- Books, Literature, and Writing
Thoughts on: Remember the Alamo! by Kevin D Randle
The Alamo in alternative history
History has always been a mild passion for me. While I would not be the type to take it up as a career, and I do have to laud those that do make it one, I am happy to be an outsider, looking in and reading the results of the of those brave enough to make it their career.
Enter Alternative History.
Alternative History is the ultimate extension to the question of "What if?". What if this happened instead of that, or that instead of this? What if the bullet had only injured Kennedy (as discussed in George Bernau's 'Promises to Keep'), or what if Hitler had won the war, as presented in Harry Turtledove's novels.
I think that the ideas and topics presented in alternative history can be almost as important as the actual history itself because it give us a way to look at what might have happened and thoughts on what steps could be taken.
A fun journey in history
Randle takes on a journey to the Alamo with a team of mercenaries with modern weaponry, so that they can join up with the soldiers protecting the site and help them secure victory.
While this is a paraphrase of what the book is about, the story itself is very deep, drawing the reader in and keeping your attention on the story and the action. In as much as possible, Randle keeps the book on par with the historical accounts and when he uses his artistic license, it is with grace and within what you might really expect for the situation that the people are in.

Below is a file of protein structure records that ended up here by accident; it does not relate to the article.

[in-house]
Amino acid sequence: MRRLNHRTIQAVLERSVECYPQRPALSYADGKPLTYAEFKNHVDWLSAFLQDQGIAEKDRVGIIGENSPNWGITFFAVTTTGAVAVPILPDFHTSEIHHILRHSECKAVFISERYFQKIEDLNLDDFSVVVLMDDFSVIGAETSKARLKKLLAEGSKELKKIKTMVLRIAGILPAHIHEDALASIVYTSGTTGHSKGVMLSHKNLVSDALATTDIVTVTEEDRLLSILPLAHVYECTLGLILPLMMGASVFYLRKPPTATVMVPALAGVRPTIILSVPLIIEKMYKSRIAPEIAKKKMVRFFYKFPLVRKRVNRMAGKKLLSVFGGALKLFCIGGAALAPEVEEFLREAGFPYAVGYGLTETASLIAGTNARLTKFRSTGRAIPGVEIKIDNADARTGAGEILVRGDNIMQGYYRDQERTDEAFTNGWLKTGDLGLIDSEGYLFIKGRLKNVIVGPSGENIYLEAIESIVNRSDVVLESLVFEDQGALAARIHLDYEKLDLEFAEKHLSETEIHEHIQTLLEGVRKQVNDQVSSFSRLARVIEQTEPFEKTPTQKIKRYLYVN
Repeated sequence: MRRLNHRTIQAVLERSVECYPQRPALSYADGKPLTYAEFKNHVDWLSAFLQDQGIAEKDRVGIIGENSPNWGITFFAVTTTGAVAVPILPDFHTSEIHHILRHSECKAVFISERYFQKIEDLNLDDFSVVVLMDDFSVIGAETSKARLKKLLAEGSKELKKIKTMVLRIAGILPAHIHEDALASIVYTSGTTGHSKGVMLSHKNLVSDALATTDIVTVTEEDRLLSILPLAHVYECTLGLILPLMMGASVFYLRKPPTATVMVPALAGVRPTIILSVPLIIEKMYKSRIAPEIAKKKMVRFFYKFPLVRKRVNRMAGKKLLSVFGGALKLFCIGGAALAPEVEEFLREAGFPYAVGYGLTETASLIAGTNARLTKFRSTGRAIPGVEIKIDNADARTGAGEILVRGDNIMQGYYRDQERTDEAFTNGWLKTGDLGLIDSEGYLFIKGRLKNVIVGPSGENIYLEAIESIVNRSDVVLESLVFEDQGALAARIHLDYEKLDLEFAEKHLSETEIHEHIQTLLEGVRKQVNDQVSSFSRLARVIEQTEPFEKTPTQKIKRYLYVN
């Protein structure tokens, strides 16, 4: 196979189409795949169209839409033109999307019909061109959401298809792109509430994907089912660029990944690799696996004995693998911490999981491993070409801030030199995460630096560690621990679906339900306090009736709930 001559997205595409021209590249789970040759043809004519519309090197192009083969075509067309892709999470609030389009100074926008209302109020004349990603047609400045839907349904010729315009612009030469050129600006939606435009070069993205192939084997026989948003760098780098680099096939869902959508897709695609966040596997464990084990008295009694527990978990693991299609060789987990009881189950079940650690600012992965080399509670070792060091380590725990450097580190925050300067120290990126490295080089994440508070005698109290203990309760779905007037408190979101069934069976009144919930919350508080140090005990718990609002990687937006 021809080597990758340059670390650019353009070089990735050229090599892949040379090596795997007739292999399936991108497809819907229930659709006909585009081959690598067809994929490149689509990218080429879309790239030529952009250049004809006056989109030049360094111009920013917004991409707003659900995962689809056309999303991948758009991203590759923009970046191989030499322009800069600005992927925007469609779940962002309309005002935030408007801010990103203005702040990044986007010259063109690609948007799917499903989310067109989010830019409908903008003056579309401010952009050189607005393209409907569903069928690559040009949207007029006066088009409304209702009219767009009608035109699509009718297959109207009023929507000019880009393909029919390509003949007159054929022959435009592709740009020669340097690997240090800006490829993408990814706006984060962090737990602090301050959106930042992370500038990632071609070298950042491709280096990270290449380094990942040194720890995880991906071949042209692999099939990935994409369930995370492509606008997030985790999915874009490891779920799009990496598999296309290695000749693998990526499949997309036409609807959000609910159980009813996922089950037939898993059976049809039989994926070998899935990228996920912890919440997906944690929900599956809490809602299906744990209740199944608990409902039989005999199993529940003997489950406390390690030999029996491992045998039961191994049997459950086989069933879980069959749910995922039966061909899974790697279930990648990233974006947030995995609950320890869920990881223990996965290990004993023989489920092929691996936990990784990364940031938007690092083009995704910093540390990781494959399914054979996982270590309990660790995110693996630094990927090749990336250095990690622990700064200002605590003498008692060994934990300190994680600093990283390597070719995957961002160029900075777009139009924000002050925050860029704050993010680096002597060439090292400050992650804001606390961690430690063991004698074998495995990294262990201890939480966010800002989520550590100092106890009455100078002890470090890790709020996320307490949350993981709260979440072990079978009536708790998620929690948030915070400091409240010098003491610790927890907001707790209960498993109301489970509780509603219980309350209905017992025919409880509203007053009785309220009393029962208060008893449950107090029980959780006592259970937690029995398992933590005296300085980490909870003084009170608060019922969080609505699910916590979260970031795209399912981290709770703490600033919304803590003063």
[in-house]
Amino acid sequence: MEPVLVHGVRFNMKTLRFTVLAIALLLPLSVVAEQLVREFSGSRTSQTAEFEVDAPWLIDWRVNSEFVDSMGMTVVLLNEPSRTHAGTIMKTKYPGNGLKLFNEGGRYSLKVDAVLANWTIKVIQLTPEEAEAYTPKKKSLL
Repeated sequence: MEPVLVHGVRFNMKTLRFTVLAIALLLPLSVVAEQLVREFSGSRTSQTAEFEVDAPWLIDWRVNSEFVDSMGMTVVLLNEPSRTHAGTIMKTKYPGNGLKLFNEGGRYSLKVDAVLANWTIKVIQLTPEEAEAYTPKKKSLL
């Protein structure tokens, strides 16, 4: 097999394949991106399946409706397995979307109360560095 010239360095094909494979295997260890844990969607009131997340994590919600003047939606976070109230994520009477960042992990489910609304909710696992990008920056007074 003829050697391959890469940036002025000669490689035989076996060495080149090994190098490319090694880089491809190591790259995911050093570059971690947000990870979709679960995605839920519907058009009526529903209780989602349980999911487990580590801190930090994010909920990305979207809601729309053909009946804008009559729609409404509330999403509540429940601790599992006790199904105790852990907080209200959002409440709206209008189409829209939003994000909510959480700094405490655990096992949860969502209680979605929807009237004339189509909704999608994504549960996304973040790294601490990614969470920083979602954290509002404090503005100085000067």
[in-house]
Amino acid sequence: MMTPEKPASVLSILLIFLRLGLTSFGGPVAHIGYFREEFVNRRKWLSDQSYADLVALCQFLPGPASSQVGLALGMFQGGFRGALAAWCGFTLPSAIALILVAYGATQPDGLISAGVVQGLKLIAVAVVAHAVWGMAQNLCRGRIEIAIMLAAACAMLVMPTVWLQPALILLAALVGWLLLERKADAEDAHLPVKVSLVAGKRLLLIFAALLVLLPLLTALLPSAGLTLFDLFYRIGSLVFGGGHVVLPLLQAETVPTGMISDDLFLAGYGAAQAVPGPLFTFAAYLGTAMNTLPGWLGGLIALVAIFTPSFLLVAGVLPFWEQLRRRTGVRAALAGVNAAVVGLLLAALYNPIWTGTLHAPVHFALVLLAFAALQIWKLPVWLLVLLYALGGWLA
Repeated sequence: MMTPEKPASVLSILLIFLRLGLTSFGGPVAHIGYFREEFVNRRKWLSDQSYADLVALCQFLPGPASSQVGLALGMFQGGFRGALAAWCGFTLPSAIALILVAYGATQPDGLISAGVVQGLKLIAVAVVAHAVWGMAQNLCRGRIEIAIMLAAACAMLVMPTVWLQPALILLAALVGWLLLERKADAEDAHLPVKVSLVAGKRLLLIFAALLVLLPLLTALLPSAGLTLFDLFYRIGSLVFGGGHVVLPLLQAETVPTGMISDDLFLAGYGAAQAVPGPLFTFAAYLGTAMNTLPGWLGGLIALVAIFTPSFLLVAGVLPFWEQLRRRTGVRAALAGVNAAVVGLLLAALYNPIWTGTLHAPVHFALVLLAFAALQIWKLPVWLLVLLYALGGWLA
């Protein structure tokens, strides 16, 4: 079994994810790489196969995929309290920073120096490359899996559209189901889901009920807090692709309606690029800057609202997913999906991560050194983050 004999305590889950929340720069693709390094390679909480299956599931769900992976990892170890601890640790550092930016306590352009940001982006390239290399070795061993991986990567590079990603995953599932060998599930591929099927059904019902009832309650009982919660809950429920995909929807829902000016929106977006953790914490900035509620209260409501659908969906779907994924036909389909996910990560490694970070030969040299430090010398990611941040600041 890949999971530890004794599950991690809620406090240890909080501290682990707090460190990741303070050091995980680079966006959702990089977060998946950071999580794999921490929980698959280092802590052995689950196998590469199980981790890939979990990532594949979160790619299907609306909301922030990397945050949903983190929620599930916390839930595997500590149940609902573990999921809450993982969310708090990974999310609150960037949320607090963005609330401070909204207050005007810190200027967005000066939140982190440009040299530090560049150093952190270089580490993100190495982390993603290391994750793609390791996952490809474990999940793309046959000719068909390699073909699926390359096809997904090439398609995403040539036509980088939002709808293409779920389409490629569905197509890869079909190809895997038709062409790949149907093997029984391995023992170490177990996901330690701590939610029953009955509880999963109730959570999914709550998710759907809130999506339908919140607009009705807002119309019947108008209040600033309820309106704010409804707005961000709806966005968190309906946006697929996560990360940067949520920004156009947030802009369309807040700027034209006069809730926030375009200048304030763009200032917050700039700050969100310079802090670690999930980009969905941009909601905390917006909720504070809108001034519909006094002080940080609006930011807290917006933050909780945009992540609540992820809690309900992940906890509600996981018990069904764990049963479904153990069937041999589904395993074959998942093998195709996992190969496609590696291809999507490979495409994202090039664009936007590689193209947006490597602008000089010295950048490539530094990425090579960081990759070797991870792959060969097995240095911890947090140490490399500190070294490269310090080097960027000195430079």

This book and others that you might like
If you are interested in this book, please consider picking up a copy of it, or one of the other AH stories listed below. I will warn you that Remember the Alamo! is a little hard to find these days, so you may have to buy used on Amazon.
Do you read alternative history?
Are you a fan of this genre, do not like it or have maybe never given it a chance?
Don't give up on this one early.
One thing I liked about this book was the surprise ending. It is important that if you read Remember the Alamo!, that you stick it out through the entire book. While you may get the general idea of where things are going, you are in for an ending that is very thought-provoking and will make you put the book down for a moment and say, "Well darn it!"
At least that is how I was about it when I read it. I ended up liking the book enough that I have read it three times now, in the last fifteen years or so. And the only other books I have done this will were the Lord of the Rings series.
This is fun for me, but what really makes it mean something is to hear what you, the reader, think. Good comments and negative comments are welcome.